Inner Classes in Java

An Inner class is the one which is defined inside another class. This technique doesn’t seem appealing in the beginning but becomes interesting once we start diving deep to explore features like

  1. Connection of inner class with outer class
  2. Multiple inheritance
  3. Anonymous class

Connection with outer class

Inner class can access fields and methods of outer class as if they are its own.


In above example, inner class ‘Engine’ can invoke private fields & methods of outer class ‘Car’ like it would access its own members. This is possible because inner class keeps a reference of outer class object which is used to instantiate the inner class object. Like any other class keyword new is used to create object of inner class but there is a difference here – for inner class we need to specify object of outer class dot new keyword, e.g. in this example.

Multiple inheritance

Inner class is second technique to achieve multiple inheritance in Java, first one being interfaces. There are real life problems where logical solution lies in a single class inheriting from multiple classes or abstract classes; this can be achieved by outer class extending one class and multiple inner classes extending different classes or multiple inner classes extending same base class differently. For example,


Anonymous inner class

It is a technique using which an object can be created of a class definition by skipping class name. It can be useful in cases where we need only one object of a class.


In above example, getFuel() method of RacingCar returns an anonymous class object by implementing Fuel interface. Also, note the semi-colon to end the return statement.


Interfaces in Java

Interface in Java is a concept to separate contract (what) from implementation (how).

The keyword interface creates an entity which defines how a class is going to look like with method names, their list & type of arguments and their return type. Interface does not define any method body.

One or more classes can implement the interface to provide the actual method body for all the methods declared in the interface . Since interfaces do not contain any method body, Java does not allow creation of objects of interface. Objects can be created for class that implements the interface.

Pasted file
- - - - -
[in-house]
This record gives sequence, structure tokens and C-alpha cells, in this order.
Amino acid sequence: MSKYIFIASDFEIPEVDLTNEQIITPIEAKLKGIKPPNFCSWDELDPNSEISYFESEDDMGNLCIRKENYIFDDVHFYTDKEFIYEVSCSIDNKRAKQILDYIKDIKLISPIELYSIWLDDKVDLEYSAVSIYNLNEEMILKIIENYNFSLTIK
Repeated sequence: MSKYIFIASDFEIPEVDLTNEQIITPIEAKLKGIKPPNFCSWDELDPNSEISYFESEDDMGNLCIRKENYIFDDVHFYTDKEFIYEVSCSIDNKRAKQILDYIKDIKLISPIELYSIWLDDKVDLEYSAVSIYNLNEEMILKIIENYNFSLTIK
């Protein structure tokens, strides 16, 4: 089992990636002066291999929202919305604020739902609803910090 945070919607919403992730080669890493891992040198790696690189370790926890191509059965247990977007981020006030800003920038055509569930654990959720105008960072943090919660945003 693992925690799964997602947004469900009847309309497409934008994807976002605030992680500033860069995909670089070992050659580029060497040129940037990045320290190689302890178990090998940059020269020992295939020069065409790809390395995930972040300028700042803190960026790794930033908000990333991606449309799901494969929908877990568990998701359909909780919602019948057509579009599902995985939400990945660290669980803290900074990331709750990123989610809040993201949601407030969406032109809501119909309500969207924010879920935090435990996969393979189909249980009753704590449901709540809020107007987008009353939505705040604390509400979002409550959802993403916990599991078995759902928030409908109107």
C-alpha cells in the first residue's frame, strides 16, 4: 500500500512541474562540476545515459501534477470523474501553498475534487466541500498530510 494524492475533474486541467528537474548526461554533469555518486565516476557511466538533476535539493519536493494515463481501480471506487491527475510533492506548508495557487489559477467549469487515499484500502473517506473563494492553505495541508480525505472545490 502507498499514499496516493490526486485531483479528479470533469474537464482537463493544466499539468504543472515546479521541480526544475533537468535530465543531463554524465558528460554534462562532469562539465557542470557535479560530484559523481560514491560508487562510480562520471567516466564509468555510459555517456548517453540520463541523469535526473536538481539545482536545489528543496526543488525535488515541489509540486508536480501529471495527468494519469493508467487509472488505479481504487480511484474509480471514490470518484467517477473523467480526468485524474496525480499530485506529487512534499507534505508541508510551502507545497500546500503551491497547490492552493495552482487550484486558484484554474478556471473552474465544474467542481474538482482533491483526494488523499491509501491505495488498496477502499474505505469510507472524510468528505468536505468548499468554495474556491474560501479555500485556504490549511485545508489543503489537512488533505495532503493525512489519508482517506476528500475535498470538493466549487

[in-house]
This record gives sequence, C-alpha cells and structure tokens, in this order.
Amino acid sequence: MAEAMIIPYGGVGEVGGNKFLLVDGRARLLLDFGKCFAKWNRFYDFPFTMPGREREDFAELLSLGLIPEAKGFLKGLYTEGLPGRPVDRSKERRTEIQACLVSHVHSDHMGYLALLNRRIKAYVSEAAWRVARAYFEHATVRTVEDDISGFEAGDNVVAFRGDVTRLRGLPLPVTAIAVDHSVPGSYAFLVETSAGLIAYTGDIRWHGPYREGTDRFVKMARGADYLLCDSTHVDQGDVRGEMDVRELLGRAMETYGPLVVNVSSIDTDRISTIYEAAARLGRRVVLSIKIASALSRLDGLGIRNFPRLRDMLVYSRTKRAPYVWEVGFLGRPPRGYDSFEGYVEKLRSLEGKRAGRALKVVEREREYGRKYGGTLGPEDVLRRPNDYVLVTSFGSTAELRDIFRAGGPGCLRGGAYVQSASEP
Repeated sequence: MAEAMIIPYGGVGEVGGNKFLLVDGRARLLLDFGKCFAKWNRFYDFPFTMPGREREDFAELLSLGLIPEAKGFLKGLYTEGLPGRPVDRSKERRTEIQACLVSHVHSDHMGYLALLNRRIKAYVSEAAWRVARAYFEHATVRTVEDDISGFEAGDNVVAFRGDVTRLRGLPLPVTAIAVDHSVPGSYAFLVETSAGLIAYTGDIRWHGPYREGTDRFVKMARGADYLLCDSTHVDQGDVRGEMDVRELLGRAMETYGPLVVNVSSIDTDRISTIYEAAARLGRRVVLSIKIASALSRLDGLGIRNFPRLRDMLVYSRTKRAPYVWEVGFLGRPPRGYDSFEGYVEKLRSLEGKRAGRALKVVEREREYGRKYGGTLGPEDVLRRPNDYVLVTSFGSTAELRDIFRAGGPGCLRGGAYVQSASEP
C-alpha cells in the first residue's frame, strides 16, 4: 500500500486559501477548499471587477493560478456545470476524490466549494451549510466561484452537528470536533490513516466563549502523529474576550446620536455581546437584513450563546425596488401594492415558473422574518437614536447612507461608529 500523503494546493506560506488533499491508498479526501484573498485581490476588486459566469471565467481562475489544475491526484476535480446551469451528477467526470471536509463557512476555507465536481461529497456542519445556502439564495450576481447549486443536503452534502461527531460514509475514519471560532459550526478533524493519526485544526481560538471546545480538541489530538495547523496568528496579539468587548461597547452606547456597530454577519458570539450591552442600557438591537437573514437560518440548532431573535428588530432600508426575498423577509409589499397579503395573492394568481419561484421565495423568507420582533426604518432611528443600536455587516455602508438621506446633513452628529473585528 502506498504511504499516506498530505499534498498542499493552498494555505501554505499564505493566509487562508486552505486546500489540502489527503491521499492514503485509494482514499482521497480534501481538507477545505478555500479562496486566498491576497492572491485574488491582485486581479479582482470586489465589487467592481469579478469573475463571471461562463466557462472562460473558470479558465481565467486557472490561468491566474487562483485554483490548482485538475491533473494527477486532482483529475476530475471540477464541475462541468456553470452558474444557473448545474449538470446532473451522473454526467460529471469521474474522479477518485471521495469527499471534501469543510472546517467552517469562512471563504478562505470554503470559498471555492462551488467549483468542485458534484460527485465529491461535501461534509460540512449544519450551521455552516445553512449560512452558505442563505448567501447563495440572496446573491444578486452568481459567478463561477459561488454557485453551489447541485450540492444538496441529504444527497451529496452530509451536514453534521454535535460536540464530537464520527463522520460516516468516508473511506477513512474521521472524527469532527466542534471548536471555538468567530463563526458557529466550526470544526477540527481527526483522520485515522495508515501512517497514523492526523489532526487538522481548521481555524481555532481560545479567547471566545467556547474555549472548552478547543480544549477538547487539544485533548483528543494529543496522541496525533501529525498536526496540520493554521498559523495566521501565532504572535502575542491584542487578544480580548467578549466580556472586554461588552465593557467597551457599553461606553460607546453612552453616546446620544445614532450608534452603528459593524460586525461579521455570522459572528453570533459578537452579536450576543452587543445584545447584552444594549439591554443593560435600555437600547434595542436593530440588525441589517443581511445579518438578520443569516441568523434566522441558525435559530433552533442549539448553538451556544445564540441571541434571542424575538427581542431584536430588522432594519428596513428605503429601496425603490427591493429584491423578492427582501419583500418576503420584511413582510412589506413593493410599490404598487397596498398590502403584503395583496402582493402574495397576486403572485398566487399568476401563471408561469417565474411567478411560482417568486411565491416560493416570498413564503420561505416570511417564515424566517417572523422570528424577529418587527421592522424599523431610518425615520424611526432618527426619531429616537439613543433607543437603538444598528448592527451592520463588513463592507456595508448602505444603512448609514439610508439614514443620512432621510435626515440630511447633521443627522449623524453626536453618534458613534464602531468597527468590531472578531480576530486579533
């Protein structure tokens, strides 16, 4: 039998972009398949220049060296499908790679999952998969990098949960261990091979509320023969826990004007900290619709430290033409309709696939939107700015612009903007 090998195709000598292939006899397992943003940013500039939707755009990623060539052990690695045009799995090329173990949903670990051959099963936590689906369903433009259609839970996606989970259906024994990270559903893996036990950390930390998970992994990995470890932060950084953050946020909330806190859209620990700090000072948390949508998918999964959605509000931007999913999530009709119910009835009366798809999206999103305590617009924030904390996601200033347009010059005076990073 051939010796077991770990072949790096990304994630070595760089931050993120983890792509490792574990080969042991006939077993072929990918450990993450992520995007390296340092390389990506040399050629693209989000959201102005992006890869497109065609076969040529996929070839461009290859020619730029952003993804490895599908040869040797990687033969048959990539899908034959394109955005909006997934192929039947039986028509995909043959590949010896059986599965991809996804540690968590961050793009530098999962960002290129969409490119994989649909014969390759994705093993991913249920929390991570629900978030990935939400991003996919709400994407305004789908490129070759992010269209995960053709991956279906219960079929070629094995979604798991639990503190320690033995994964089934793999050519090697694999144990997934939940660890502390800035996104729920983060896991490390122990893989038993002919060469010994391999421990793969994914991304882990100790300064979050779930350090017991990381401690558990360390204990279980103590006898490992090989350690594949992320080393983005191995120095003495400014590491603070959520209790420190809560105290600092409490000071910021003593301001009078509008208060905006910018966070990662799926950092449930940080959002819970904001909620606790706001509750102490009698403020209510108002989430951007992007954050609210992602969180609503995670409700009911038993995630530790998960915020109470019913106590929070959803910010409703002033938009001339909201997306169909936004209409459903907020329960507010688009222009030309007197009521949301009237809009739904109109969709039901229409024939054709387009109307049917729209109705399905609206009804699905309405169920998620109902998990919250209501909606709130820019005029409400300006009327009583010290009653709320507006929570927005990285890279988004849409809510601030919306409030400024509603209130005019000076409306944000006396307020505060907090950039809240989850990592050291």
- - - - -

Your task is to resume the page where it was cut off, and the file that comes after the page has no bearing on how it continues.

Similar to inheritance, when defining class for interface we specify name of the interface it is implementing. Here we use the keyword implements to define the class.

A class can implement multiple interfaces by separating Interface names using comma after the implements keyword. An object of such class can be upcasted to any of the interfaces. This is Java’s way of multiple inheritance which is directly not allowed with extends keyword.


Abstract Class

We have discussed about classes and interfaces, there is another entity in Java called Abstract Class which falls into same category but is midway between class and interface. Mid-way because we can provide definition of some methods (like classes) and leave some as abstract or as declaration  (like interfaces). Java does not allow instantiation of abstract class but allows it to be extended like any other class using extends keyword.


In this example, we have created a class TennisPlayer by inheriting from abstract class Person and implementing interface Player. TennisPlayer gets eat() capability from Person but is forced to define work() capability as mandated in same Person abstract class. Similarly, TennisPlayer is forced to implement play() capability of Player interface. Since playing tennis is the work for a tennis player, we reused play as work.

Benefits of using Interfaces & Abstract classes-

  • Re-usability: Using inheritance we can design in a way such that code is reused to its maximum. In above example – common activity of a Human like eat is defined in the abstract class.
  • Extensibility – Using interfaces we can design applications that are easily extensible in future. In above example – SoccerPlayer can be added easily by implementing Player and extending Person.

Word of caution: Using Interfaces is somewhat tricky because it makes sense to use them only when we have multiple implementations either currently or in future. If there is no scope of multiple implementation in future then its wiser to avoid interface and use a class directly.